Establish committee to monitor prayer camps – NGO to Mental Health Authority

It explained that the failure of the MHA to put in place the committee, which it was mandated to do under the Mental Health Act, had empowered some of the prayer camps to continue to engage in practices that undermined the rights of persons with mental health conditions under their care.

According to the Mental Health Act, the visiting committee was expected to monitor institutions and persons involved in the delivery of mental health services including, prayer camps. “This has not been set up and we do not know what is stopping it from being established,” disclosed the lead facilitator for the drafting process of the NGO joint shadow report, Wendy Abbey.

The call for the setting up of the committee was part of the challenges identified in the report, which was expected to be submitted to the United Nations Human Rights Council as part of the Universal Periodic Review Process.

The Universal Periodic Review Process is organised every four years for all the 194 United Nations (UN) member states to review their human rights situation. It was established in 2006 following the adoption of the UN General Assembly Resolution 251.

Ghana’s human rights situation had been reviewed three times by the Council — 2008, 2012 and 2017. Under the resolution, aside from the state submitting its own human rights situation report, civil society organisations or non-governmental organisations (NGOs) were also expected to submit a joint shadow or alternative report to counter or confirm that of the state. Ghana had 48 hours from July 14, to submit the 2022 shadow report.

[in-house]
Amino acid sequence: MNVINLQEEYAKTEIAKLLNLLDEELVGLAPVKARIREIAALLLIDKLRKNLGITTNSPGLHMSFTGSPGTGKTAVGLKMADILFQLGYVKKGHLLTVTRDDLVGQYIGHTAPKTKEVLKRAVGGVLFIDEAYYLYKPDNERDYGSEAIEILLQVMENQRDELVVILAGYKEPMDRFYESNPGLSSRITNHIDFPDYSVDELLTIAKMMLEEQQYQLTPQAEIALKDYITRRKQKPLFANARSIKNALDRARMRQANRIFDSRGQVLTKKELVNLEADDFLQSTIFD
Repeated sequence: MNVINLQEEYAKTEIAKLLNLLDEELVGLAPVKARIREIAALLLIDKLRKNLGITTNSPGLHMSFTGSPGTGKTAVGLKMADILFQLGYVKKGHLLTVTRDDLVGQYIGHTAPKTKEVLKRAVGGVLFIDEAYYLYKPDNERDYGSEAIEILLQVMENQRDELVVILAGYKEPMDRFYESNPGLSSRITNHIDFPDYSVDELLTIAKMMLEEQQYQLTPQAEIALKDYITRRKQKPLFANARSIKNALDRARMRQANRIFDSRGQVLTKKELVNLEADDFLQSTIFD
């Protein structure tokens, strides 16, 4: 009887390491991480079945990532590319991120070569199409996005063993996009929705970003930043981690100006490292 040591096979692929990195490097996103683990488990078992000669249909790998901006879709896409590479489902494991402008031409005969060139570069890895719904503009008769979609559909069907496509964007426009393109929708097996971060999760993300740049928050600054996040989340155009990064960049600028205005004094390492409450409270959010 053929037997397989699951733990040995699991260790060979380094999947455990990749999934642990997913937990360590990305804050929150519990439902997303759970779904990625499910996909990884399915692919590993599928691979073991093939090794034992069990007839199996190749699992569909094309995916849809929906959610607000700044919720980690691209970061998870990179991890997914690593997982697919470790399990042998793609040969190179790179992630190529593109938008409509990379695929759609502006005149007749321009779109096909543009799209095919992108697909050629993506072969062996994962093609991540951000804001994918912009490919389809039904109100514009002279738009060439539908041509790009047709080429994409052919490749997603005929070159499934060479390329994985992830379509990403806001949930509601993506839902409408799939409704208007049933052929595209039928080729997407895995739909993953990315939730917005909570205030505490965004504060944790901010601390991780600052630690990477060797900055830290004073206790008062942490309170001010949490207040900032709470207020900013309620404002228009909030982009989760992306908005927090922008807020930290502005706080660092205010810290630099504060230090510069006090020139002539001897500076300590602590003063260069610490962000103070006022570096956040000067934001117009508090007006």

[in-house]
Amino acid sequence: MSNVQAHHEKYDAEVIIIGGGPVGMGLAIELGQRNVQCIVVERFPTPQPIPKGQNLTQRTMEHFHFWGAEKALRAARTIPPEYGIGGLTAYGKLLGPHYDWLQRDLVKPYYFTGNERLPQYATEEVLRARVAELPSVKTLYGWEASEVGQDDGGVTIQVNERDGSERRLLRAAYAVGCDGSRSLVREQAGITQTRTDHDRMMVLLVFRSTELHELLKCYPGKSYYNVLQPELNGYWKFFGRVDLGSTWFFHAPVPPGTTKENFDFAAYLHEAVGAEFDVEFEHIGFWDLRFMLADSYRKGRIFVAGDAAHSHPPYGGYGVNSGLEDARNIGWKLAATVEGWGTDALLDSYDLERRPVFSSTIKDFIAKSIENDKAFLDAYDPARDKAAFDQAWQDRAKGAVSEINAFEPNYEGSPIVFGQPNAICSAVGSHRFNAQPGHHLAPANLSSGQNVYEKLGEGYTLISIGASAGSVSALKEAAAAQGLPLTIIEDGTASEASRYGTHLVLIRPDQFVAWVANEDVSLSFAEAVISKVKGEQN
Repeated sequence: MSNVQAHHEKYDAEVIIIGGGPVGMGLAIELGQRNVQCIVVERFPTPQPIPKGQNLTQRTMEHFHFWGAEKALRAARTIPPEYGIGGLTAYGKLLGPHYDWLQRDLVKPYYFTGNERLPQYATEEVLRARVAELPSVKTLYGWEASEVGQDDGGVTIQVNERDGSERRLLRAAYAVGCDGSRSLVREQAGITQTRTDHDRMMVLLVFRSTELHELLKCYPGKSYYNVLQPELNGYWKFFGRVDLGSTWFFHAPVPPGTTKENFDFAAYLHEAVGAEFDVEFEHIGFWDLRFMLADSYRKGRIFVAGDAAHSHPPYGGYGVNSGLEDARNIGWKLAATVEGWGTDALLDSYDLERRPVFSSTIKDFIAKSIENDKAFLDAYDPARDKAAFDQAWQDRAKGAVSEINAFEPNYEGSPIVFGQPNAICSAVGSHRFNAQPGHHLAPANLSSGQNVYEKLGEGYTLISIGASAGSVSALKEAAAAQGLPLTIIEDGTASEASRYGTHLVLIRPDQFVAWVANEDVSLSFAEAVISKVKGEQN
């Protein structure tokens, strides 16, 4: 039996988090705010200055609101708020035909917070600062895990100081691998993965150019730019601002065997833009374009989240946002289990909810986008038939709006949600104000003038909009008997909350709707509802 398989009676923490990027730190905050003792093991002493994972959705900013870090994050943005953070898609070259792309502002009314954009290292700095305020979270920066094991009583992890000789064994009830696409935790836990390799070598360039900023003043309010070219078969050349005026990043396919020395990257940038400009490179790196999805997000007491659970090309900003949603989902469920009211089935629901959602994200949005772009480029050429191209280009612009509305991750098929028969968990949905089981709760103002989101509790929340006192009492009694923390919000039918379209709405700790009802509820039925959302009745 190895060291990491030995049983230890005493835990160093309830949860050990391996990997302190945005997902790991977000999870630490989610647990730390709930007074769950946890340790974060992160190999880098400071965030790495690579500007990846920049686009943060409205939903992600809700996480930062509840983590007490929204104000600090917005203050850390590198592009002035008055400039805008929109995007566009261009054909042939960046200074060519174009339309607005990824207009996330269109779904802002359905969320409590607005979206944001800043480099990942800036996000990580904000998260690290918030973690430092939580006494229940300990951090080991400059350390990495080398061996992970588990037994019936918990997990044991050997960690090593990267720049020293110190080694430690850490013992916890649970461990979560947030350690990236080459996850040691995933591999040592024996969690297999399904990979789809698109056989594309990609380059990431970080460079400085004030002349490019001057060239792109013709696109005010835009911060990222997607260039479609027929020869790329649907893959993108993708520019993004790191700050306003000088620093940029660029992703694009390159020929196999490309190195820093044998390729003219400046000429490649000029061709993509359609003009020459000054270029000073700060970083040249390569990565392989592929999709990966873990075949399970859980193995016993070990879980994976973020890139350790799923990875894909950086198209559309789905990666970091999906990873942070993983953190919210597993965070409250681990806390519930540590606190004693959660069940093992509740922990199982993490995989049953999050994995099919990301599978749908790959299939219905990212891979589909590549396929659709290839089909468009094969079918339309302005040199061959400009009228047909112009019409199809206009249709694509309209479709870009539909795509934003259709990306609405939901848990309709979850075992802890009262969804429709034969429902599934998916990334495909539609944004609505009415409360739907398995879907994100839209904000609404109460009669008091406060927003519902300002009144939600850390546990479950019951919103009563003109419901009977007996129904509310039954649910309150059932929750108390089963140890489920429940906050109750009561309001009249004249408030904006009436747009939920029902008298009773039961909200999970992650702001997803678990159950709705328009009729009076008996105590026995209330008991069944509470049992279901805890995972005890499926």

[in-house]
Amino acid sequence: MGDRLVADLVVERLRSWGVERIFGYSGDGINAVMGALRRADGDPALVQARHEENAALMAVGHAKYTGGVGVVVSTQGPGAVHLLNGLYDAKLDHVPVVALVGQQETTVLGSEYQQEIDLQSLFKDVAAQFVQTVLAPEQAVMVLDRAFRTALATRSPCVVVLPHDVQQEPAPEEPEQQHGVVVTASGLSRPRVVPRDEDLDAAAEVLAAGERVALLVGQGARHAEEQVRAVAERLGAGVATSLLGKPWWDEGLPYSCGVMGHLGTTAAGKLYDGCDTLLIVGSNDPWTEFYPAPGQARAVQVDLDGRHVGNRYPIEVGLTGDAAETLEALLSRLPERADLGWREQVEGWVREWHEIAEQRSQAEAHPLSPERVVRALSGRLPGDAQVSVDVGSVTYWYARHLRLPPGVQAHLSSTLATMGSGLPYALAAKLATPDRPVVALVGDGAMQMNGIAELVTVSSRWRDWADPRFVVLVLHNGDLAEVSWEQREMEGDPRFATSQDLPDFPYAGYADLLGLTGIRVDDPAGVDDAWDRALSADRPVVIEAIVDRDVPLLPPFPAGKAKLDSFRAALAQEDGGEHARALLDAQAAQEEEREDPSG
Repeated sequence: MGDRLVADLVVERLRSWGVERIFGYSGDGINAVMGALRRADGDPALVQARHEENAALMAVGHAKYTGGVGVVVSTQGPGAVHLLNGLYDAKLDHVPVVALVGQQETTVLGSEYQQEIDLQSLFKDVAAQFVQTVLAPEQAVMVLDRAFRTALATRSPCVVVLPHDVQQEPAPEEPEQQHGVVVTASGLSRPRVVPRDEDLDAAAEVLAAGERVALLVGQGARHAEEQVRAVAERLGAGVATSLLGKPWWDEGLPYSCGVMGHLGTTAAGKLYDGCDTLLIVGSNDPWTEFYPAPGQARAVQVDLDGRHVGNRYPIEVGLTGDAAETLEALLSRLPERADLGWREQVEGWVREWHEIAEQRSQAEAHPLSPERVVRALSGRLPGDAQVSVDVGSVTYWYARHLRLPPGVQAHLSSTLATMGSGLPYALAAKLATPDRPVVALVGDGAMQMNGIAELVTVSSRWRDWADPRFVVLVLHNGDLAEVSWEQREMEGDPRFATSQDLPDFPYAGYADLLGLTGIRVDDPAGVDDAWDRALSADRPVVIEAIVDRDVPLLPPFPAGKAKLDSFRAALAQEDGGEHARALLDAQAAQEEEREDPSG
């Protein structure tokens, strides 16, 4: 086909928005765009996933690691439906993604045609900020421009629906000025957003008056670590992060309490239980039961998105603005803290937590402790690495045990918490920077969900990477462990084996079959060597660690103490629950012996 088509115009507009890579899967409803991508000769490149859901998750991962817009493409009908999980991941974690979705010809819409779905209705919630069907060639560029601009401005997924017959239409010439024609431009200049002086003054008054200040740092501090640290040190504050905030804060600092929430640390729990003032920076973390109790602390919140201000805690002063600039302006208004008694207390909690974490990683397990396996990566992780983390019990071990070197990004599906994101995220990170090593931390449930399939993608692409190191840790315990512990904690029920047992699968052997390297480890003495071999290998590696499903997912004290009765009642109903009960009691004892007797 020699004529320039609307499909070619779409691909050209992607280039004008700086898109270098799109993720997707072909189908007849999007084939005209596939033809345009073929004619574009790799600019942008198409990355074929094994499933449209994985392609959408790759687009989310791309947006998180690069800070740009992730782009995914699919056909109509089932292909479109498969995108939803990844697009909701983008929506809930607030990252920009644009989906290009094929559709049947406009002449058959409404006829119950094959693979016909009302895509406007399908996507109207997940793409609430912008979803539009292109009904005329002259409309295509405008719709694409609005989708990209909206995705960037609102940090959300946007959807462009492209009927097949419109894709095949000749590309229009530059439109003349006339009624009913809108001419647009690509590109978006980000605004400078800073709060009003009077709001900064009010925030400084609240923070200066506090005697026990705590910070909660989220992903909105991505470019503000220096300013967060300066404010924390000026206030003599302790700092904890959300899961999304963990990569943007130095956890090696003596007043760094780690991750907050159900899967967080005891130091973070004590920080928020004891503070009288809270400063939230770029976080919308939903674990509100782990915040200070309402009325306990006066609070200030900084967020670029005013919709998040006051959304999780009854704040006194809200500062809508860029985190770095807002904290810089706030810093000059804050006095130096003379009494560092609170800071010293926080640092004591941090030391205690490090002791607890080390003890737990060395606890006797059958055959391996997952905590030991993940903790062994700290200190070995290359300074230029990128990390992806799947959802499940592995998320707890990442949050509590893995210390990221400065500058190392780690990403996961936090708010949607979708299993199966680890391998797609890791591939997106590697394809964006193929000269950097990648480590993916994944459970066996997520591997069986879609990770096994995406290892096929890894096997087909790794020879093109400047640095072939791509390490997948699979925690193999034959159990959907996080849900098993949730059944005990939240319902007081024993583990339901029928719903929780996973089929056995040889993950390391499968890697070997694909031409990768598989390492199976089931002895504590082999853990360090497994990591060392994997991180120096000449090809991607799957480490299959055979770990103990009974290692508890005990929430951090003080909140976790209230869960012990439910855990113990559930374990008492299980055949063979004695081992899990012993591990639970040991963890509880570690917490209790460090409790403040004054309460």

MindFreedom Ghana, an NGO in the country, spearheaded the collection of information for the joint shadow report from the NGOs and the findings were presented to various stakeholders in mental health delivery in the country in Accra.

Ms Abbey disclosed that 1016 prayer camps had been identified in the country according to the MHA report for 2020, and of this number, the MHA was able to visit only three between 2019 and 2020.

“What we are seeing is that once the oversight body responsible for the monitoring of mental health service delivery by these operators is not there, then an opportunity is created for them to continue to engage in practices that undermine the rights of persons in their care,” she pointed out.

Ms Abbey listed the recommendations in the report to include an urgent call on the Ministry of Finance to institute a mental health levy that would resource the mental health fund; a call on the MHA to lead nationwide consultations on devising innovative strategies to raise financial support to resource the fund; increase support for mental health care at workplaces to improve treatment gaps and the raising of awareness on the LEAP programme as a poverty reduction mechanism for households and individuals suffering from severe mental health conditions.

Responding to the non-establishment of the visiting committee, the Chief Executive Offi cer of the MHA, Prof. Akwasi Osei, explained that initially, the authority had some challenges including, funding and that was why the committee was not in place.

In an address read on behalf of the United Nations Resident Coordinator, Charles Abaani, by Dr Sofonias Asrat, he encouraged Ghana to take steps to implement some of the key recommendations in the third Universal Periodic Review which included, a call for urgent steps to be taken to focus on mental health interventions for children and adolescents and to improve their access to mental health services.

Source : Graphiconline

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